During consensus, each server evaluates proposals from a specific set of servers, known as that server's trusted validators, or Unique Node List (UNL).5 Trusted validators represent a subset of the network which, when taken collectively, is "trusted" not to collude in an attempt to defraud the server evaluating the proposals. This definition of "trust" does not require that each individual chosen validator is trusted. Rather, validators are chosen based on the expectation they will not collude in a coordinated effort to falsify data relayed to the network 6.

Figure 5: Validators Propose and Revise Transaction Sets

Figure 5: Validators Propose and Revise Transaction Sets — At the start of consensus, validators may have different sets of transactions. In later rounds, servers modify their proposals to match what their trusted validators proposed. This process determines which transactions they should apply to the ledger version currently being discussed, and which they should postpone for later ledger versions.

Candidate transactions that are not included in the agreed-upon proposal remain candidate transactions. They may be considered again in for the next ledger version. Typically, a transaction which is omitted from one ledger version is included in the next ledger version.

In some circumstances, a transaction could fail to achieve consensus indefinitely. One such circumstance is if the network increases the required transaction cost to a value higher than the transaction provides. The transaction could potentially succeed if the fees are lowered at some point in the future. To ensure that a transaction either succeeds or fails within a limited amount of time, transactions can be set to expire if they are not processed by a certain ledger index. For more information, see Reliable Transaction Submission.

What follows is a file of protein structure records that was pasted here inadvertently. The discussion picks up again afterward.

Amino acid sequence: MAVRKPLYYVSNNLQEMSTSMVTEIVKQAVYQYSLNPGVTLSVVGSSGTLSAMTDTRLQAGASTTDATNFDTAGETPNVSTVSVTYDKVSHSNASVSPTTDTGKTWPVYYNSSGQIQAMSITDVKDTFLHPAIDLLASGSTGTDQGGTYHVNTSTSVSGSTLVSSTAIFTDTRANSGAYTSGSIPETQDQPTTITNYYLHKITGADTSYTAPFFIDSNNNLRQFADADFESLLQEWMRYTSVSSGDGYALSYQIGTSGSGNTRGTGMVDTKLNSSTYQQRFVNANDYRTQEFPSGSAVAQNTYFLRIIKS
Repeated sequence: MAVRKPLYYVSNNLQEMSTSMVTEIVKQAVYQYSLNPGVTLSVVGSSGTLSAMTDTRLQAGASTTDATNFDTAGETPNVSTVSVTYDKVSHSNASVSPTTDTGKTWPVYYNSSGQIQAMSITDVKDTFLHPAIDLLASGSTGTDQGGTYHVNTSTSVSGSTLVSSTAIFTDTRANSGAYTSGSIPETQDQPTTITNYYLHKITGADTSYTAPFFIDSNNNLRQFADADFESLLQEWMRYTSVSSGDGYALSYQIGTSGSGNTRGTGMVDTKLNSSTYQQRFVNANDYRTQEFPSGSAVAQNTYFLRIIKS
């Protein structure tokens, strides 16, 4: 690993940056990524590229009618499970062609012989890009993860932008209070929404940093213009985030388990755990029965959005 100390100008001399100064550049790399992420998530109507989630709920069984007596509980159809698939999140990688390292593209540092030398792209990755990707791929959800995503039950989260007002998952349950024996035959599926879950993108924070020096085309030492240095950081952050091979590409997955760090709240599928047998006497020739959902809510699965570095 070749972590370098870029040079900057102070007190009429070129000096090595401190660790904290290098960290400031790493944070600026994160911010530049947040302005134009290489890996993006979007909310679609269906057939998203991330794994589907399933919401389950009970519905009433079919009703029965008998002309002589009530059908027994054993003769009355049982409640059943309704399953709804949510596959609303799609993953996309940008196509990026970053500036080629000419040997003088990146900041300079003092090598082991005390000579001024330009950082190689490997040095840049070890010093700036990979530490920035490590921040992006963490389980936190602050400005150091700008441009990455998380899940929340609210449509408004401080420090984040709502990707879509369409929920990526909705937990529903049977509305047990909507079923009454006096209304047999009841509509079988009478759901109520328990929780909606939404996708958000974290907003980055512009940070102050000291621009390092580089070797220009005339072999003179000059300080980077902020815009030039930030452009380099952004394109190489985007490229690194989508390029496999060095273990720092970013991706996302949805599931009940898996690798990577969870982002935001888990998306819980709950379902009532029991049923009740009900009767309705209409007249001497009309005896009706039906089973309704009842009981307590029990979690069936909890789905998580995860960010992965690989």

Validation

Validation is the second stage of the overall consensus process, which verifies that the servers got the same results and declares a ledger version final. In rare cases, the first stage of consensus can fail; validation provides a confirmation afterward so that servers can recognize this and act accordingly.

Validation can be broken up into roughly two parts:

  • Calculating the resulting ledger version from an agreed-upon transaction set.
  • Comparing results and declaring the ledger version validated if enough trusted validators agree.

Calculate and Share Validations

When the consensus process completes, each server independently computes a new ledger from the agreed-upon set of transactions. Each server calculates the results by following the same rules, which can be summarized as follows:

  1. Start with the previous validated ledger.

  2. Place the agreed-upon transaction set in canonical order so that every server processes them the same way.

    Canonical order is not the order the transactions were received, because servers may receive the same transactions in different order. To prevent participants from competing over transaction ordering, canonical order is hard to manipulate.

  3. Process each transaction according to its instructions, in order. Update the ledger's state data accordingly.

    If the transaction cannot be successfully executed, include the transaction with a tec-class result code.1

    For certain "retriable" transaction failures, instead move the transaction to the end of the canonical order to be retried after other transactions in the same ledger version have executed.

  4. Update the ledger header with the appropriate metadata.

    This includes data such as the ledger index, the identifying hash of the previous validated ledger (this one's "parent"), this ledger version's approximate close time, and the cryptographic hashes of this ledger's contents.

  5. Calculate the identifying hash of the new ledger version.

Figure 7: An XRP Ledger Server Calculates a Ledger Validation